- About Us
- Local Savings
- Green Editions
- Legal Notices
- Weekly Ads
Connect with Us
Gill, Allen lead in race for Langley council Position 4 | UPDATE
Thomas Gill is one step closer to a seat on the Langley City Council.
Gill was leading in the three-way race for Position 4, followed by Bruce Allen and Jonathon Moses, according to the early vote tally in the Primary Election.
The top two candidates will advance to the November election.
Gill, who has unsuccessfully sought a position on the council three times, had 34 percent of the vote in the first count of ballots Tuesday evening. Allen was in second with 33 percent of the vote, followed by Moses with 31 percent.
"To be honest, I'm a little amazed it's as close as it is," Gill said. "I was expecting Jonathan Moses to receive fewer votes."
Gill led Allen by four votes with 135, and was in front of Moses by 10.
He wasn't the only one who was surprised with the results.
"Gill's the last guy I'd think would be in first, based on what I've seen of him," Allen said. "I don't know much about him. He's just a young kid; he's in his 30's or something. But, well good for him."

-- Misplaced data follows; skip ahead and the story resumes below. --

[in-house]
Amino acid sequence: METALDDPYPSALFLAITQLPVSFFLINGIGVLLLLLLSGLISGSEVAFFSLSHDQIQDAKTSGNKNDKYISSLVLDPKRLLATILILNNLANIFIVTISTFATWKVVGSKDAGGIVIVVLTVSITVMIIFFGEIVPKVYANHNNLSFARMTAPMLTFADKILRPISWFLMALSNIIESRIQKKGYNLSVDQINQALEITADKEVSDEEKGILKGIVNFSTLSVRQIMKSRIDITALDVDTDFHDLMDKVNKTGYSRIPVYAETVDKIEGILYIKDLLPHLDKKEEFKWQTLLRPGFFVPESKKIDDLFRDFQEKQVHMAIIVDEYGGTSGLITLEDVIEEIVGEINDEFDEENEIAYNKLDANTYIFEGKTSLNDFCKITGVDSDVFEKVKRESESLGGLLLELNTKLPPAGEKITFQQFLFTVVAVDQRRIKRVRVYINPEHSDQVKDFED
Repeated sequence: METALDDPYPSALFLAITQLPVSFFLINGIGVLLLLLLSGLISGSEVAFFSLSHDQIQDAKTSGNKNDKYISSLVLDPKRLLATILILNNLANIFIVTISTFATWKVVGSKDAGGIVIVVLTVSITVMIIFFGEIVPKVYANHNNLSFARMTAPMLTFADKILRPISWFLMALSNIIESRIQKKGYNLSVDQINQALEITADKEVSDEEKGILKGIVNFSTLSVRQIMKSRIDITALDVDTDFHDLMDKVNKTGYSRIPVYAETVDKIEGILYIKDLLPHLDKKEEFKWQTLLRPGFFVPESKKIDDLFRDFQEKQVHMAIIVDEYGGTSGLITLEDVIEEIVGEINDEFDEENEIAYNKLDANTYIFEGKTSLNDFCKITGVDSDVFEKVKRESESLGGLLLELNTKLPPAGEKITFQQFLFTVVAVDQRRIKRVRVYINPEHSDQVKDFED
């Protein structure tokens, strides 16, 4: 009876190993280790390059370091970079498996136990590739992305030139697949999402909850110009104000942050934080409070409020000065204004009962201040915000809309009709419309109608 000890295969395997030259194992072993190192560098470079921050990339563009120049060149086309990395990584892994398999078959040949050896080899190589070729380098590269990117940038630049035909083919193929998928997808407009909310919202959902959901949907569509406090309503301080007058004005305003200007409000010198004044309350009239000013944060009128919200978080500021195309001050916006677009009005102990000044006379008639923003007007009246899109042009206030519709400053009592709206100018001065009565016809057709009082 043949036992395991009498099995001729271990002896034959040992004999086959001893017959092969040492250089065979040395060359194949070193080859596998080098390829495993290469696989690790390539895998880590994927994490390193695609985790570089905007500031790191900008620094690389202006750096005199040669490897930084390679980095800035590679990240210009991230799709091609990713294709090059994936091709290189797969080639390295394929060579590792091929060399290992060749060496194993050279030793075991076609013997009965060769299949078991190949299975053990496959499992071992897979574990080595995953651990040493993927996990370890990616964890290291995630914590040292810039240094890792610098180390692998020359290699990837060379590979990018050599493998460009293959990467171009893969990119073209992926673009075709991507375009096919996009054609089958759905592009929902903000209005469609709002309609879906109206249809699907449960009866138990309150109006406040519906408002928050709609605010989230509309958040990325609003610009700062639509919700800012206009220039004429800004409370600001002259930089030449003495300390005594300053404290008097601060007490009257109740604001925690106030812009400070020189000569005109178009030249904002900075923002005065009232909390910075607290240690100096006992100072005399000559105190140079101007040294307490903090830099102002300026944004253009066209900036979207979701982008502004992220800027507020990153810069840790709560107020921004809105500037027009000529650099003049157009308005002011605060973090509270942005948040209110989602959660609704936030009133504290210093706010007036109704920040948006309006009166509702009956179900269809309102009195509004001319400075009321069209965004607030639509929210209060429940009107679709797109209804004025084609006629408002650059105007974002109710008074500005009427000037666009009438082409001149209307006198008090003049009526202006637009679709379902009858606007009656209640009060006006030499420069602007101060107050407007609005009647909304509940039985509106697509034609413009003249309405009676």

Moses, eliminated from the running, appreciated the votes he received.
"I'm thankful for the support that I got," Moses said. "I wish both Thomas and Bruce the best of luck in the upcoming competition."
Allen, a retired 70-year-old Army command sergeant major, is ready for the challenge ahead.
"I guess I'll go at it hardcore, I haven't really been going at it hardcore up until now," Allen said. "I'll put more energy into this than I did for the primaries."
Allen entered the race to change city hall and the council's discourse, which he said was ineffective and influenced too much by Councilman Robert Gilman.
With his election, Allen said, much-needed diversity will come to Langley City Hall.
Allen vehemently opposed Prop. 1., as did Gill.
Gill said he was not surprised Prop. 1 failed.
"I am very happy about those results so far," Gill said.
As a Langley political veteran, Gill has plans for Langley to be more affordable for businesses and residents. It starts with a lower base fee for utilities, and includes an initiative to entice new homeowners to town by focusing on in-city development.
The 27-year-old Edgecliff resident is an advocate for further infrastructure such as sewers, storm drains and sidewalks. The council's elimination of some of the complex land-use proposals in the city's comp plan was also supported by Gill.
With a council seat near, Gill is ready to push forward and make his case clear. He said his plan now is to get his message to the voters via flyers and information on his campaign website.
"Once I know the results I can think about what the strategy should be," Gill said.